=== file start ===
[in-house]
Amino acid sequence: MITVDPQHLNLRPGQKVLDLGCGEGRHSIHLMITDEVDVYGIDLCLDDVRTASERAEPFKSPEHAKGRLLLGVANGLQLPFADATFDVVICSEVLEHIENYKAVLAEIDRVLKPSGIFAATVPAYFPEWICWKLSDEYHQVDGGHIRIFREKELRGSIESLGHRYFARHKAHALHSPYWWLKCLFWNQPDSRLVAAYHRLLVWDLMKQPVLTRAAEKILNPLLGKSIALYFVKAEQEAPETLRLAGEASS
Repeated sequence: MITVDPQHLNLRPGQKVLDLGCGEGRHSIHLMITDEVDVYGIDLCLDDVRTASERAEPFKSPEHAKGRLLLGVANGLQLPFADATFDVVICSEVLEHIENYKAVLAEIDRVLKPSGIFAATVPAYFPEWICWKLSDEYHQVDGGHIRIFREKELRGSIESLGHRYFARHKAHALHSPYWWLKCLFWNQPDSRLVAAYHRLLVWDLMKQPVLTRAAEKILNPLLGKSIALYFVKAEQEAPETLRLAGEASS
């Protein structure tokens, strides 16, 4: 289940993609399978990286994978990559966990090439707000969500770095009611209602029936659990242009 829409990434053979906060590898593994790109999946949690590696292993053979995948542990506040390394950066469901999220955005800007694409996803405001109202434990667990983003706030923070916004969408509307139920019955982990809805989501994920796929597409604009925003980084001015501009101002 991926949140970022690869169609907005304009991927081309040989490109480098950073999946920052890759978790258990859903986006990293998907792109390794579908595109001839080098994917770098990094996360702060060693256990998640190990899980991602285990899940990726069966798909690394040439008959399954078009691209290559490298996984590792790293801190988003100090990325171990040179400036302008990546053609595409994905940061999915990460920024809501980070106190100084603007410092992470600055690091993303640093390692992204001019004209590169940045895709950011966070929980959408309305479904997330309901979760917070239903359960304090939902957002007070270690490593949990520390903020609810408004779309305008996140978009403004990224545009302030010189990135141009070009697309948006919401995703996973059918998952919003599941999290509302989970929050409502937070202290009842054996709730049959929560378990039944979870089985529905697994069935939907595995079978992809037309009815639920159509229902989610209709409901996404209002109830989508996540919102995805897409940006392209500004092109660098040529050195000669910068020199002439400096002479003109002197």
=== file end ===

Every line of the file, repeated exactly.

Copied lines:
[in-house]
Amino acid sequence: MITVDPQHLNLRPGQKVLDLGCGEGRHSIHLMITDEVDVYGIDLCLDDVRTASERAEPFKSPEHAKGRLLLGVANGLQLPFADATFDVVICSEVLEHIENYKAVLAEIDRVLKPSGIFAATVPAYFPEWICWKLSDEYHQVDGGHIRIFREKELRGSIESLGHRYFARHKAHALHSPYWWLKCLFWNQPDSRLVAAYHRLLVWDLMKQPVLTRAAEKILNPLLGKSIALYFVKAEQEAPETLRLAGEASS
Repeated sequence: MITVDPQHLNLRPGQKVLDLGCGEGRHSIHLMITDEVDVYGIDLCLDDVRTASERAEPFKSPEHAKGRLLLGVANGLQLPFADATFDVVICSEVLEHIENYKAVLAEIDRVLKPSGIFAATVPAYFPEWICWKLSDEYHQVDGGHIRIFREKELRGSIESLGHRYFARHKAHALHSPYWWLKCLFWNQPDSRLVAAYHRLLVWDLMKQPVLTRAAEKILNPLLGKSIALYFVKAEQEAPETLRLAGEASS
């Protein structure tokens, strides 16, 4: 289940993609399978990286994978990559966990090439707000969500770095009611209602029936659990242009 829409990434053979906060590898593994790109999946949690590696292993053979995948542990506040390394950066469901999220955005800007694409996803405001109202434990667990983003706030923070916004969408509307139920019955982990809805989501994920796929597409604009925003980084001015501009101002 991926949140970022690869169609907005304009991927081309040989490109480098950073999946920052890759978790258990859903986006990293998907792109390794579908595109001839080098994917770098990094996360702060060693256990998640190990899980991602285990899940990726069966798909690394040439008959399954078009691209290559490298996984590792790293801190988003100090990325171990040179400036302008990546053609595409994905940061999915990460920024809501980070106190100084603007410092992470600055690091993303640093390692992204001019004209590169940045895709950011966070929980959408309305479904997330309901979760917070239903359960304090939902957002007070270690490593949990520390903020609810408004779309305008996140978009403004990224545009302030010189990135141009070009697309948006919401995703996973059918998952919003599941999290509302989970929050409502937070202290009842054996709730049959929560378990039944979870089985529905697994069935939907595995079978992809037309009815639920159509229902989610209709409901996404209002109830989508996540919102995805897409940006392209500004092109660098040529050195000669910068020199002439400096002479003109002197």